LONDON, ONT. -- As the provincial governments are busy announcing plans for schools to reopen in September, two experts from Western University point out that the long-term risks associated with being out of school outweigh the risks of COVID-19 among children.

Dr. Michal Silverman and Dr. Saverio Stranges, co-authors of 'Ethics of COVID-19 Related School Closures' suggest children who are younger than 10 years of age have milder symptoms compared to adults.

"At the moment we do not have consistent evidence to support the fact that young children are epidemiologically significant in community-wide viral spread," said Stranges, chair of the Department of Epidemiology and Biostatistics at Schulich School of Medicine & Dentistry.

Stranges, who studies the epidemiology of chronic and infectious disease, added, "What has become more obvious is the potential negative implications of social isolation of children in terms of developmental and cognitive outcomes in this critical stage of their development."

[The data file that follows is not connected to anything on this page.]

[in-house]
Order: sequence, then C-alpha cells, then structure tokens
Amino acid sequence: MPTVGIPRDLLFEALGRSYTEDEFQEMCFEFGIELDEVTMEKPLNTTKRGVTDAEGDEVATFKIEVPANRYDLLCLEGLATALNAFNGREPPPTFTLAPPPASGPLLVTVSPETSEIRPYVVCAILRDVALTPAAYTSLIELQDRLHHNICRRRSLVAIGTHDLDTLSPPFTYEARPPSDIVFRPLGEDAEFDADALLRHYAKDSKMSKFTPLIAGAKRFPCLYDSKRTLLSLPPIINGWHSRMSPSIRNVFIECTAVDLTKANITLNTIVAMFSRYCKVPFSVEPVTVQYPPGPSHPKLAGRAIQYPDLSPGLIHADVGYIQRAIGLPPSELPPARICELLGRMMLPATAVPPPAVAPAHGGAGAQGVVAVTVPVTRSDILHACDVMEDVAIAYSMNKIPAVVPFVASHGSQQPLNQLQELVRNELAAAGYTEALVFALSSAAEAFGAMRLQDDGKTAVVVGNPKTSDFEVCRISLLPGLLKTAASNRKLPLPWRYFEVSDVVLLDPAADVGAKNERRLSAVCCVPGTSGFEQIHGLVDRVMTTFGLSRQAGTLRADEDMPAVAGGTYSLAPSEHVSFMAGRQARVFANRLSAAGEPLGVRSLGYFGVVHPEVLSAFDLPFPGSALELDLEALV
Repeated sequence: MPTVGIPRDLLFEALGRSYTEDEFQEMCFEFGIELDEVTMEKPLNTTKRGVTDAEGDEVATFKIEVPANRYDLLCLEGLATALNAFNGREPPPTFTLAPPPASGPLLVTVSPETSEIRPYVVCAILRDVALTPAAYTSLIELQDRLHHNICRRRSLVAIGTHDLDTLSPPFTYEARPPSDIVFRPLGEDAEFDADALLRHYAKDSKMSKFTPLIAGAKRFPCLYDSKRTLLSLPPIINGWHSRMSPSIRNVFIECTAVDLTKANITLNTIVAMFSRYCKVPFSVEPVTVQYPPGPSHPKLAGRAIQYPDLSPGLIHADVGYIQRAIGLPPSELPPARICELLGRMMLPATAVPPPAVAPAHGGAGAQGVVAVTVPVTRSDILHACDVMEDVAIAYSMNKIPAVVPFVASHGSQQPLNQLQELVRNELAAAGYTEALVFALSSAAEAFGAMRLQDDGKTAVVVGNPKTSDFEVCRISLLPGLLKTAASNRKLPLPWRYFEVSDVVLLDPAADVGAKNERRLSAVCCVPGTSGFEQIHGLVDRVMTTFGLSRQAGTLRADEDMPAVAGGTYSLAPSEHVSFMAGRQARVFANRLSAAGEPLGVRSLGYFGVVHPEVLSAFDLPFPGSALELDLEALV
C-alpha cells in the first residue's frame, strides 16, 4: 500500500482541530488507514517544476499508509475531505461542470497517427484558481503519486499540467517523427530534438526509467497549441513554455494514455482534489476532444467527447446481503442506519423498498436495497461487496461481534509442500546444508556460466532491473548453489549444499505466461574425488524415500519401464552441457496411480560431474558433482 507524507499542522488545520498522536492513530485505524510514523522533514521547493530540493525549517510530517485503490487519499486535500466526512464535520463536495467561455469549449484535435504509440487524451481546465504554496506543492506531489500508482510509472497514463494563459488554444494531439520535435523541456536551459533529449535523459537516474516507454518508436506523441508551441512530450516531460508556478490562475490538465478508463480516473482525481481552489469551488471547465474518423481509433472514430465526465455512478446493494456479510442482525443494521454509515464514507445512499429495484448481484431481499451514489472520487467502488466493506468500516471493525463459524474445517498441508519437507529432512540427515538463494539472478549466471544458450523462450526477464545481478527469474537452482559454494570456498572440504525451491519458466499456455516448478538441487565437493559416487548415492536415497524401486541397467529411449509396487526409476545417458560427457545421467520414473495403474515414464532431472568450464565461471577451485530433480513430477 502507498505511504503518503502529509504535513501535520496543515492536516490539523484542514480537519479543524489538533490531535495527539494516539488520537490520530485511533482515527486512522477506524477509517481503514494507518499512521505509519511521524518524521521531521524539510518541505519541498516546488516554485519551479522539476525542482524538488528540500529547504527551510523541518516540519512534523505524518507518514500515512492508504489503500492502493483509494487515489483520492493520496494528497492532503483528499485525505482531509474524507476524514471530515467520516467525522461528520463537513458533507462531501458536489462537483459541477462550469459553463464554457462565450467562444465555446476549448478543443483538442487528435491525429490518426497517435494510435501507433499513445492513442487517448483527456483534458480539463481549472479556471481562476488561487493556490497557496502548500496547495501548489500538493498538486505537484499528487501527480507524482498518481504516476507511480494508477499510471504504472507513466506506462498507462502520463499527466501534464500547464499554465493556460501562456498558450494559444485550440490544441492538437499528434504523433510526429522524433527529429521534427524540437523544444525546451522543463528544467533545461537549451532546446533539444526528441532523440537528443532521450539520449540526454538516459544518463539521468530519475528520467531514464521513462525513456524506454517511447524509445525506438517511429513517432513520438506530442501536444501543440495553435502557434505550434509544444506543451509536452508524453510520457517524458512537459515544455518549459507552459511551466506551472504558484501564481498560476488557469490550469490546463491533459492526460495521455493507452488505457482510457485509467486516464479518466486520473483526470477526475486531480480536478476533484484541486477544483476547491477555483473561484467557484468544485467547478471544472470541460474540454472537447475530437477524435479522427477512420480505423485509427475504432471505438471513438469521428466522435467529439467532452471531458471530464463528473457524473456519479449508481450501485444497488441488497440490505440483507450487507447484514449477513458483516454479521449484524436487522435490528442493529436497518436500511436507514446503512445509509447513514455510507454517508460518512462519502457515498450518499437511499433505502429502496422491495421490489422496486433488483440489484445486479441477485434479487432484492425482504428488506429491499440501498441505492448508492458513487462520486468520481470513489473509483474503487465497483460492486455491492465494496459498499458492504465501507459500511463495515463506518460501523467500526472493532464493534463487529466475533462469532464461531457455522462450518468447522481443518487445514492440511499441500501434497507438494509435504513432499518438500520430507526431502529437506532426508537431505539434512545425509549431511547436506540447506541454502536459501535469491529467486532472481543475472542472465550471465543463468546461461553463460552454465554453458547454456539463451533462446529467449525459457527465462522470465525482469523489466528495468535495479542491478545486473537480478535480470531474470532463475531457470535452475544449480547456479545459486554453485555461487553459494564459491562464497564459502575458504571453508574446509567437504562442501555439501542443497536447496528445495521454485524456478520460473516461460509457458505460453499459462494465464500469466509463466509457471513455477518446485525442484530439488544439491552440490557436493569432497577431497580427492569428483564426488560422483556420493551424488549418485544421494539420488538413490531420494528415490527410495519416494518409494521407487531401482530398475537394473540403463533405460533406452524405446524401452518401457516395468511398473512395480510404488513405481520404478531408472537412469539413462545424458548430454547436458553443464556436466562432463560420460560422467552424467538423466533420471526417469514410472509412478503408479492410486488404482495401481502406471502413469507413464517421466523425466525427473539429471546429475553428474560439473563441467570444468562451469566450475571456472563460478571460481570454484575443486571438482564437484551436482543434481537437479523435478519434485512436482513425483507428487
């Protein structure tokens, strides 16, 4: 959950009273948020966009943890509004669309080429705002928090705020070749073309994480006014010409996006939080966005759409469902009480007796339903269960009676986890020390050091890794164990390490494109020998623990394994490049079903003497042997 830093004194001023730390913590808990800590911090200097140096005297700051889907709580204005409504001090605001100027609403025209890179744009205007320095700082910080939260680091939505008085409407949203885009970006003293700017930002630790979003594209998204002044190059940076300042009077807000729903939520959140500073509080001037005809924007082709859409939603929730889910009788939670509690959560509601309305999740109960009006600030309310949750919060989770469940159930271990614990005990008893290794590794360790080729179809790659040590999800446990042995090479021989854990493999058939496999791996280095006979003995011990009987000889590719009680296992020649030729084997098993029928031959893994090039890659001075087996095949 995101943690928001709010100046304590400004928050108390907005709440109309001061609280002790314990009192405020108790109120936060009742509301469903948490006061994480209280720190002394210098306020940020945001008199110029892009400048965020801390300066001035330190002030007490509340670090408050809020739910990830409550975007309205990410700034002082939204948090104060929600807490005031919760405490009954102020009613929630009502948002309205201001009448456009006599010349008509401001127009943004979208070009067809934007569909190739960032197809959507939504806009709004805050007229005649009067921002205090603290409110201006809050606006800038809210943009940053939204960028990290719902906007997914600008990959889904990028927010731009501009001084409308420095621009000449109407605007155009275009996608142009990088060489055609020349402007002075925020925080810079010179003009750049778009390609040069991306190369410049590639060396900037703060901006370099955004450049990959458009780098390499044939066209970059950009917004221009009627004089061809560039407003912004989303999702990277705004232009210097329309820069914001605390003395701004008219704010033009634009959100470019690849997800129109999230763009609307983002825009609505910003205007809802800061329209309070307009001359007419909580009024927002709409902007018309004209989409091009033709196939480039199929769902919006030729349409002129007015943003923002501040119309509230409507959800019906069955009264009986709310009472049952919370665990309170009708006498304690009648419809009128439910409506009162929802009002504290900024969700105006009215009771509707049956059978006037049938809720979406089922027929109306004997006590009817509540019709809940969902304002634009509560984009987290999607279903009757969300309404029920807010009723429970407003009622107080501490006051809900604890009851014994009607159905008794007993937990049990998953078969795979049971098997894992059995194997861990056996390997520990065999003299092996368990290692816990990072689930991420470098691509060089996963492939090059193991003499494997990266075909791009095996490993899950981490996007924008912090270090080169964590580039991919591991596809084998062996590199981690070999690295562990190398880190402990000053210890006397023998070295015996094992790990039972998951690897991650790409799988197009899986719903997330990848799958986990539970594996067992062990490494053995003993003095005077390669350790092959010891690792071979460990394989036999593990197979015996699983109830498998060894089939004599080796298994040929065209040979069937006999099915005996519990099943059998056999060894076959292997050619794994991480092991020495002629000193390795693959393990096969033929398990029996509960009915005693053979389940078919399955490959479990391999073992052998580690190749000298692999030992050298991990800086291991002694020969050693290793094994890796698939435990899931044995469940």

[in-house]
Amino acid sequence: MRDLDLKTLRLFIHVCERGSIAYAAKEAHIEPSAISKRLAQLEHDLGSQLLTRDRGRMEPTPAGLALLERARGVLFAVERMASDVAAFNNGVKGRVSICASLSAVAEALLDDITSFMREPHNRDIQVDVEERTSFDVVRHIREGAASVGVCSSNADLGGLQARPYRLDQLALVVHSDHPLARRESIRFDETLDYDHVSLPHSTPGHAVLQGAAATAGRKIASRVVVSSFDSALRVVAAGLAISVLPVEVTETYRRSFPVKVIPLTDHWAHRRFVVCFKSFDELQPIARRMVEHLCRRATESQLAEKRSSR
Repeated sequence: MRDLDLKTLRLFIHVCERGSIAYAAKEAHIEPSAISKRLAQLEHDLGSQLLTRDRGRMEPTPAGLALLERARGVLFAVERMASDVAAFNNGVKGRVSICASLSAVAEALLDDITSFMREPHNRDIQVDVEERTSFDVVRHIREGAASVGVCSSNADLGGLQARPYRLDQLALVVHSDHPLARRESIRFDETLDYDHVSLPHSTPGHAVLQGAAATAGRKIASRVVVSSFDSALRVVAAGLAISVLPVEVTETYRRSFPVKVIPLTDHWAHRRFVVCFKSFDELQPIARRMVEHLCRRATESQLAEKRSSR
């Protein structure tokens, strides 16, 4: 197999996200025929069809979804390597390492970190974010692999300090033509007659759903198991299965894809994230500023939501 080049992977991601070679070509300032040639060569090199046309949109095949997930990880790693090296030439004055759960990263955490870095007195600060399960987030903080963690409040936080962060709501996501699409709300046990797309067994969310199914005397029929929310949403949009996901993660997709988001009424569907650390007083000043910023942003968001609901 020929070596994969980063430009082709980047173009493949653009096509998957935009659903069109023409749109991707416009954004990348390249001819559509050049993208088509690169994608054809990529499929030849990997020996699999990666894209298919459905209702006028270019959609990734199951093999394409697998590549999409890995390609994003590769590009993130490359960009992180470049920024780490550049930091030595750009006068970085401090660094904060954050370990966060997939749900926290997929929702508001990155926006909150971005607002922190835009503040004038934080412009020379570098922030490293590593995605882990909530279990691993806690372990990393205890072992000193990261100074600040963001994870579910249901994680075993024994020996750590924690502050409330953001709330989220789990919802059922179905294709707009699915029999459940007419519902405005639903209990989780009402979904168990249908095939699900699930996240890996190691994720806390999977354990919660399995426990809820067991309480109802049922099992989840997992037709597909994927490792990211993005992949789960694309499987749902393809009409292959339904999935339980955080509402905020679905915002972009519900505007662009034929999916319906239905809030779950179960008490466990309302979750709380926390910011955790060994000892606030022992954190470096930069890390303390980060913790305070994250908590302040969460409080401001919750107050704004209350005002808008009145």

Silverman, the city-wide chair and chief of the Division of Infectious Diseases at Western’s Schulich School of Medicine & Dentistry and London’s academic teaching hospitals suggests children under the age of 10 have the most trouble when it comes to online learning.

"The stereotype that children are just germ-spreading machines goes back to influenza, but we know now that COVID-19 is very different than influenza when it comes to kids."

They suggest a rapid systematic review found little evidence that closing schools impact coronavirus outbreaks in other countries, but they did find that children kept at home had a higher risk of short-term complications of anxiety and depression, as well as a greater risk of physical abuse.